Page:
The first time I heard the phrase, “Be brief, be bold, be gone,” I laughed out loud. It was that delicious.
And if you’re reading this, I image that you also would prefer to communicate clearly, concisely, and at an effective length.
When you’re speaking, using my Instant Speech format takes care of that for you.
But what about when you’re writing? How can you curb the number of words you use, with the goal of grabbing and holding your readers’ attention?
Brevity Can Power Your Writing, Too
That’s the problem that Jim VandeHei, Mike Allen and Roy Schwartz, co-Founders of the news site Axios, tackle in their new book, Smart Brevity: The Power of Saying More with Less.
Like the Instant Speech format, their approach starts with identifying the most important thing you have to say. (This is both an intuitive and a subtly difficult task; I wrote ten pages on it for my book Speak Like Yourself…No, Really! Follow Your Strengths and Skills to Great Public Speaking.)
But that key message (in Smart Brevity’s newspaper lingo, the “lede”) isn’t the first thing you write. Instead, they recommend that you:
- Start with a “teaser” (what I call an “attention grabber”). Their example is “Your CEO has no lunch buddy.”
- Then unveil your key message/most important statement/lede; for example, “Offices are opening up, but only the executives want to go in to work.”
- Now write a sentence explaining why this matters to your readers.
- Give a few high-level “supporting points” (my term) that make your case; and finally,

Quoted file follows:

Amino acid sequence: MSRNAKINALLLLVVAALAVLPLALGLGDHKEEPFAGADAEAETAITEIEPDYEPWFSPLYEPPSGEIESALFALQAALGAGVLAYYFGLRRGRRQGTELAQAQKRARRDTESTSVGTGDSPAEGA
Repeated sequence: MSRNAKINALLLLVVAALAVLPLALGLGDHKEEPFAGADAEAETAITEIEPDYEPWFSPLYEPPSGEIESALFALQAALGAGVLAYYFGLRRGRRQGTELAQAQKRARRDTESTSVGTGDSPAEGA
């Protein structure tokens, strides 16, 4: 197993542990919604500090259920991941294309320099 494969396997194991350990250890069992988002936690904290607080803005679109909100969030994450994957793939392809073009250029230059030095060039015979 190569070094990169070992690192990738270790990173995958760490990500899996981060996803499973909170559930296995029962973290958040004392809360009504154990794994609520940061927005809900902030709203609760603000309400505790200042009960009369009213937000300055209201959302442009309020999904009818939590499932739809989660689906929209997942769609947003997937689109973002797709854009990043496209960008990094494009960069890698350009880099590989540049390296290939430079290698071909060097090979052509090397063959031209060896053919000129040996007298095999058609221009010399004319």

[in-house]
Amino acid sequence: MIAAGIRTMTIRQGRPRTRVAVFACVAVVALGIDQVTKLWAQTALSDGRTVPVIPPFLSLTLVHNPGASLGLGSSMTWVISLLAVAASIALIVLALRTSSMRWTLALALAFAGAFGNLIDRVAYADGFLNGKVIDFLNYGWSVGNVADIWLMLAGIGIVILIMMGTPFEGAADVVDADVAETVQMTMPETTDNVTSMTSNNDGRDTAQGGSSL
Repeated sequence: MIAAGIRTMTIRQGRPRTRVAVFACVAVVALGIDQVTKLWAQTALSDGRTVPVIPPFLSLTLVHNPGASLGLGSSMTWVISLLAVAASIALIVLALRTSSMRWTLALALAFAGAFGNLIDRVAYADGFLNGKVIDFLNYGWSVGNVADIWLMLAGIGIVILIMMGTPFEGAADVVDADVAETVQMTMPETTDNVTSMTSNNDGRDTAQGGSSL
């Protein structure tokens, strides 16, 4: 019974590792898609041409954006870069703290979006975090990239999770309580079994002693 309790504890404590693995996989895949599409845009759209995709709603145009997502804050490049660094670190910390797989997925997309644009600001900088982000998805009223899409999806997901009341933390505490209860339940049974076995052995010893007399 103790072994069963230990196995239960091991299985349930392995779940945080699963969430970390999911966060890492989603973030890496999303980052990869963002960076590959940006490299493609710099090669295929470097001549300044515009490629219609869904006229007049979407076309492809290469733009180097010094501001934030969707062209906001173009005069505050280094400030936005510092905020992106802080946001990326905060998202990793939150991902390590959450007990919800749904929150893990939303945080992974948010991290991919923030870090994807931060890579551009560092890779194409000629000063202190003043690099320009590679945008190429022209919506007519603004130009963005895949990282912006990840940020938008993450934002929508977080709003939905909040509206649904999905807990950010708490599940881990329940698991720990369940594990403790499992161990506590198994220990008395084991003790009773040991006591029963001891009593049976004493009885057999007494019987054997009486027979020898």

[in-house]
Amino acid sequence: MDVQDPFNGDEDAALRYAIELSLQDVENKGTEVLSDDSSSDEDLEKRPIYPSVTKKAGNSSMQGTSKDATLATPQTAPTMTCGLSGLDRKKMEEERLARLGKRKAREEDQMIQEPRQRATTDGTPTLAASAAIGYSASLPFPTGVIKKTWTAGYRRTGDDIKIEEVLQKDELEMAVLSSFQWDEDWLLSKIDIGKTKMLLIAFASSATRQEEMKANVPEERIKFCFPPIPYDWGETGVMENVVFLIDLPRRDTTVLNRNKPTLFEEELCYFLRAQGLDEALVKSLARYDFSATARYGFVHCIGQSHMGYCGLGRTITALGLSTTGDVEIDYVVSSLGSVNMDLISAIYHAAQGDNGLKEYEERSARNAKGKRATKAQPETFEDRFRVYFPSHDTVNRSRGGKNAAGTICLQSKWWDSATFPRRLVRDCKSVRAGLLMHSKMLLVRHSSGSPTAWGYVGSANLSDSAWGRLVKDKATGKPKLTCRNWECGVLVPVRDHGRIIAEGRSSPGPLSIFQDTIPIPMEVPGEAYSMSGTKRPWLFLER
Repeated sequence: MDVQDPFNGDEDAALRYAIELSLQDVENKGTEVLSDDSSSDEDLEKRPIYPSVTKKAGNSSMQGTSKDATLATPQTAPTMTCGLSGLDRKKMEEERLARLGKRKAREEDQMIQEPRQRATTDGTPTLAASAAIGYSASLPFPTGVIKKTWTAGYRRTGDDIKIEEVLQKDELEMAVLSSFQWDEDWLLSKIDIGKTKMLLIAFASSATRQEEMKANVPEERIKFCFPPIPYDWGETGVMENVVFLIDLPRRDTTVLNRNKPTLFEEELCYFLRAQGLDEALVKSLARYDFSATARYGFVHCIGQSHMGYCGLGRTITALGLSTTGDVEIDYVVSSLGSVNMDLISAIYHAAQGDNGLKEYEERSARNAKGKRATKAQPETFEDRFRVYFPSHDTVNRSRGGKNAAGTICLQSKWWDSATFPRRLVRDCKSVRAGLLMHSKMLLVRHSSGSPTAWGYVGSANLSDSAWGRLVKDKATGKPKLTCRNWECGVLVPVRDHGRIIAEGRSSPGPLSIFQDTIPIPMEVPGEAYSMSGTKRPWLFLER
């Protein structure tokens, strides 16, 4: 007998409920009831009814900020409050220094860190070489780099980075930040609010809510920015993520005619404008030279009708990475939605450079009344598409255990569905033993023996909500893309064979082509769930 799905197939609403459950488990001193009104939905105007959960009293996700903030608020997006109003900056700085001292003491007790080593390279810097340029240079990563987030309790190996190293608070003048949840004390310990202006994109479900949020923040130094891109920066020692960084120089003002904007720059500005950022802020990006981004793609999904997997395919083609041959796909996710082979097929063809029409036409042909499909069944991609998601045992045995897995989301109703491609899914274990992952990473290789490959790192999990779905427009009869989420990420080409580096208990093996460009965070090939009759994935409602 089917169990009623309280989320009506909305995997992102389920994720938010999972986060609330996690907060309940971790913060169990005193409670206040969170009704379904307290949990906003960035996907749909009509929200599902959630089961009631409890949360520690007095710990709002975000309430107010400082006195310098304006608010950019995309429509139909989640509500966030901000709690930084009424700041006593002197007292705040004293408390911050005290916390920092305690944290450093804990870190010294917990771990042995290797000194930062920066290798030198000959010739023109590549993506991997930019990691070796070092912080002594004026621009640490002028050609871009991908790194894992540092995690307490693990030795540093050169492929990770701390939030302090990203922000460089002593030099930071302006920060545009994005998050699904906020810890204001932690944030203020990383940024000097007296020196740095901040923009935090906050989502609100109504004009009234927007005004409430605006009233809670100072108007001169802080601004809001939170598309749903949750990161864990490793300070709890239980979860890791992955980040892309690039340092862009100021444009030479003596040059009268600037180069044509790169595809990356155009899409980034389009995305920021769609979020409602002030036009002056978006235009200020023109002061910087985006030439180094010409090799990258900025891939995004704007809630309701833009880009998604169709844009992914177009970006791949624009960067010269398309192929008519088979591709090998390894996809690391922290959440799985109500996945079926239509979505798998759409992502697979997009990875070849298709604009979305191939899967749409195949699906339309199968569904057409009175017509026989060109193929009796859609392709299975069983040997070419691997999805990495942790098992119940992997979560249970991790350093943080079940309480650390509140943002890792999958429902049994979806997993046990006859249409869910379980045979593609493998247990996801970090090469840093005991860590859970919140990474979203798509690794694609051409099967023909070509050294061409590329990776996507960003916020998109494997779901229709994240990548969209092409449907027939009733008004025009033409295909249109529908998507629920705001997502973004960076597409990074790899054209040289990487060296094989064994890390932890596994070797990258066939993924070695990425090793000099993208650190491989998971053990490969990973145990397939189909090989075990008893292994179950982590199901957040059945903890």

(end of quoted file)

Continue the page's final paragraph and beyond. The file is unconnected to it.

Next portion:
- Offer the option of going deeper into this topic, if readers want to.
This Isn’t How It’s Usually Done
Three months ago, the Washington Post ran an article titled “5 things to know about protein.”
Let’s see how close it does (or doesn’t) match the suggestions in Smart Brevity)_
Teaser: It doesn’t have one. Something like, “Worried about protein? You don’t need to be!” would have served that function.
Key Message/Lede: Yes! It read, “Despite the hype on social media, most people can get adequate protein without adding whey shakes and massive servings of meat to their plates.”
(Notice how well that sums up the entire article. If I don’t take time to read the whole thing, I’ll at least have gotten their main point.)
Why This Matters: The Washington Post doesn’t have this sentence. Four well-written paragraphs tell us why this topic is in the public eye, but not why it matters particularly to us.
Supporting Points: Yes! Because this is a newspaper article and not a newsletter, the points are listed to the right of the main column, but that’s fine. They are:
- Active people need more protein than couch potatoes
- You can overdo the protein thing
- You don’t need that whey shake
- Extra protein probably won’t help you lose weight
- Protein after a workout and before bed may have benefits
I would argue that #2 (“You can overdo the protein thing”) is actually Why It Matters, but that’s not a deal breaker.
The Option of Digging Deeper: Not an option in this case, because each topic is discussed at length under its numbered heading. But extra points to the Post for hyperlinking each heading to the right discussion, so that you can easily jump ahead if you want to.
So while this article wasn’t trying to use the Smart Brevity technique, it still got at least half-way there. Way to go, Washington Post!
Brevity Takes a Bit More Thought, but It’s Worth the Effort
Whether you use the Instant Speech format, the Smart Brevity model, both, or neither, it’s worth a little effort to be more concise.
Because in today’s hyper-everything world, the less you say (or write), the more people will hear.
And that, more than anything, is worth a few minutes of your time.